I'm going to assume that every white person has said "nigga" at least once in their life. Respect to those who haven't—even when singing along to rap music by themselves—but it seems like they account for an extremely small percentage of the population. I don't know how to feel about this. I'm not sure how I'm supposed to respond to that word anymore. My gut tells me that I should be offended every time a non-black person uses it, but as much as I hate to say it, I'm not. That's not some Uncle Tom shit either. It's just a waste of time to be up in arms over a single word every other day. I don't give a fuck if Justin Bieber said "nigga" in a joke when he was 15. It happens. Welcome to planet Earth.

Obviously, whites who use the word with malicious intent are liable to get cursed out or hit in the face, but those people would probably say "nigger" before they said "nigga" and they're not who I'm talking about anyway. Fact is, there is a difference between both words and only with the latter are lines blurred on the acceptableness of use by non-blacks. Yeah, it'd be great if no white person ever said "nigga," but that's unrealistic, and part of the blame falls to black people. We made the word cool. We use it incessantly in the most popular music. We took away its racist connotations so effectively that it's gotten to the point where some white people call each other "nigga" as a term of endearment.

Though I love that blacks have subverted "nigga" as a pejorative, and while I'm fairly desensitized to other races using it now, it hasn't always been this way. The first time I heard a white person use the "N-word"—that I can remember in detail—was similar to that scene in White Chicks. I was in a car with two white girls, passing a joint as they cruised the icy streets of Chicago's western suburbs on a cold winter night. I had my iPod on me at all times like everyone did in 2004 and these girls wanted me to play "Forgot About Dre." They rapped each word emphatically and did not censor themselves whatsoever. I sat in the back seat shocked. I wanted to rip out the auxiliary cord on them, but I didn't as my thoughts shifted between, "I don’t want to fuck these girls anymore," to, "It’s just a song, why do I even care?" Were they really being racist? I've never seen two people rap a song as passionately as those girls were rapping "Forgot About Dre" on that night.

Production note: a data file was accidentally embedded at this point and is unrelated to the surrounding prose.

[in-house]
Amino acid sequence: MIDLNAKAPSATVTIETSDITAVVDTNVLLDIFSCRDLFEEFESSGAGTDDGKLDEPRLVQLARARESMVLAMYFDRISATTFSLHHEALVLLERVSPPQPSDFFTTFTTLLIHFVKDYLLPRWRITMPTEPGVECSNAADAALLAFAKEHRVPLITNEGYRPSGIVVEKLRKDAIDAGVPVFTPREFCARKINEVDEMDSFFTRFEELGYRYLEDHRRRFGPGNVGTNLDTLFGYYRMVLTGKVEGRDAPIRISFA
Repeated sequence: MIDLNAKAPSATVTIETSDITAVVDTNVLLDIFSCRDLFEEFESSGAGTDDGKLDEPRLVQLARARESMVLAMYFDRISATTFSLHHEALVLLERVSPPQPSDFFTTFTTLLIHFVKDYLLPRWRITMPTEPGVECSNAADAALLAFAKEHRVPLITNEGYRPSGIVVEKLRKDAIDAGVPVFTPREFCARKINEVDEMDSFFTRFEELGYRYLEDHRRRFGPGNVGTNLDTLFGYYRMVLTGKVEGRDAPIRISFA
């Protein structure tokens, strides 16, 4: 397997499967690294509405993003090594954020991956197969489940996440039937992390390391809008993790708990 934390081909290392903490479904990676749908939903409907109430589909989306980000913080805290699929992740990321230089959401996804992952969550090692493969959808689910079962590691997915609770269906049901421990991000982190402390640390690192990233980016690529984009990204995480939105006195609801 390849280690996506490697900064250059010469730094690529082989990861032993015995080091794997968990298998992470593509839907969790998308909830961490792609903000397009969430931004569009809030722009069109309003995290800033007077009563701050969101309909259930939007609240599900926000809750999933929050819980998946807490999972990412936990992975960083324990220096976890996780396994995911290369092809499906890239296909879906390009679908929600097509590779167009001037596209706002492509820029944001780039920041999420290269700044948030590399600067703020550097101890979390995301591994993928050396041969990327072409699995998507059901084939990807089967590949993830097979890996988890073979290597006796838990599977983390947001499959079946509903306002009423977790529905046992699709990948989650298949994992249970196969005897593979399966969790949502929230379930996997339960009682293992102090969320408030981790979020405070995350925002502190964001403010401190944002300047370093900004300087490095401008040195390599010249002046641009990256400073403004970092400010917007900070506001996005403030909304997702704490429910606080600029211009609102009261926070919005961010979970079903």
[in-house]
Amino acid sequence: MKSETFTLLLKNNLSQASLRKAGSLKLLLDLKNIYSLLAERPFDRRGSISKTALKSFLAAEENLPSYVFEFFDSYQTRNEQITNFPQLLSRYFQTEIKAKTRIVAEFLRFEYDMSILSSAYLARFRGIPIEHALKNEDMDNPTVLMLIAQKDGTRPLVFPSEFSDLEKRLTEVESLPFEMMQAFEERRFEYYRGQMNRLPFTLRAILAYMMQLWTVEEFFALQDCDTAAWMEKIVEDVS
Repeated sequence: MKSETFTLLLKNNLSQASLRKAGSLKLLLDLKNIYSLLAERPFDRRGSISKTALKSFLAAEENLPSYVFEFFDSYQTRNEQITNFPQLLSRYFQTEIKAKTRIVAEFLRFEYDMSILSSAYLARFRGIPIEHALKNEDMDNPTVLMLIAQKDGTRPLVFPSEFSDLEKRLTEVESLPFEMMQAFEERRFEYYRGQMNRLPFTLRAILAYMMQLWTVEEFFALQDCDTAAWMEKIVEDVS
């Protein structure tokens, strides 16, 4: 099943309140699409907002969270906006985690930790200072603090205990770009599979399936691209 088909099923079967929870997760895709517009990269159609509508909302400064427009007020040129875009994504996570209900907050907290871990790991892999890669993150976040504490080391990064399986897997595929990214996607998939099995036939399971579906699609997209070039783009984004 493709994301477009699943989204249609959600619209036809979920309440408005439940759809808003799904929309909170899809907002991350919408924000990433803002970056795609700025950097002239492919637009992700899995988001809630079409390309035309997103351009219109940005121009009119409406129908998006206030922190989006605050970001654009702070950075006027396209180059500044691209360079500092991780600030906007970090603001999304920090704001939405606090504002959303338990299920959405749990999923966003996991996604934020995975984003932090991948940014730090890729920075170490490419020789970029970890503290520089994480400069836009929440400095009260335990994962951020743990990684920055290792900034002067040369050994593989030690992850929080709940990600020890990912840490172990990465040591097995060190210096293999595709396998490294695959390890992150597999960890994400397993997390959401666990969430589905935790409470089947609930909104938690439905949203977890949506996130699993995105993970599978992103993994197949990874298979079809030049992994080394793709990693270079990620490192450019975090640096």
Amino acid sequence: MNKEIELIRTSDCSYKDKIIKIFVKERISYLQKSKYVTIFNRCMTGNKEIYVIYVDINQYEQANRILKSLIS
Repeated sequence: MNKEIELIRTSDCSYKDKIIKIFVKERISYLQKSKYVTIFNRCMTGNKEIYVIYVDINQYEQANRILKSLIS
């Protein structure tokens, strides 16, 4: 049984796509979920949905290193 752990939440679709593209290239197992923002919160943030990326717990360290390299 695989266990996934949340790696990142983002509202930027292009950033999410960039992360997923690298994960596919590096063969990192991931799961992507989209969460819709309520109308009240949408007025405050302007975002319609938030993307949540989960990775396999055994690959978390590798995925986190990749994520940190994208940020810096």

Is that what ScHoolboy Q and Meek Mill are thinking when they say they don't mind if white people say "nigga" at their shows? At one of the first concerts I ever went to, Kanye West ranted about how "Gold Digger" had been the No. 1 song in America for 10 weeks and before the chorus kicked in he screamed, "White people! This is your one chance to say nigga!" And believe me when I say that most of them did, just like they do during the Michael Jackson part on "All of the Lights," if you’ve been to any of his recent tours. What can you do? Around the same time, Kanye told TIME that he didn't like the word and attempted to replace it with "homie" on "Crack Music," but that it "just didn't have the same impact."

But lately, more and more, I’m beginning to feel like it doesn’t matter. I guess enough rap concerts will do that to you.

It's all about context. Despite the fact that I was okay with, like, 15,000 white people yelling "nigga" around me at a concert, it was only a few months before that I punched a white boy in his mouth for doing the same thing at a party. This kid kept trying to get my attention in what appeared to be a benign manner. I'd be at the keg and he'd come up to me like, "Ernest, when you get a second, I have a question to ask you." Finally, he goes, "Don't get offended, serious question, I'm only curious. What's the difference between a 'nigga' and a 'nigger'?" He was being a smartass and, not even seconds later, regretted asking me that question.

I'm sometimes left with a feeling of regret if I let a white person say "nigga" in front of me and don't check them. I'll say, "Don't say that shit around me," 95% of the time and it used to be that other 5% when I didn't speak up would haunt me. But lately, more and more, I'm beginning to feel like it doesn't matter. I guess enough rap concerts will do that to you.

I try not to be egregious with my own use of the word—black people who call all of their white friends "nigga" are the corniest motherfuckers in the world—and, honestly, the same goes for calling other black people "nigga" all of the time like it's some kind of superpower. Of course I'm glad that I don’t have to edit myself when rap music is playing and sometimes there's nothing more profound than being able to tell a homie, "You're a real nigga," but I'll never go out of my way to make white people feel like "nigga" is a word that's totally acceptable.

Alas, white people do say "nigga," and always will. Ultimately, it's up to you to gauge each situation for yourself, whether you're black or white. Should I have been mad at my teacher when we read Adventures of Huckleberry Finn aloud during AP English? What's a white person supposed to do when they're rapping along to "My Nigga" and "Lookin' Ass Nigga" and "Hot Nigga" and "Niggas in Paris"? I would probably rap the songs in full myself if I was white. But I'm not. I'm black and empathetic to my race and I fully grasp the meaning and history of that word. It's still difficult to hear and sometimes I feel like white people are getting away with something when they quote lyrics or retweet tweets with "nigga" in them and I wish it didn't happen but I know that it does.

Ernest Baker is a writer living in New York. Follow him on Twitter here.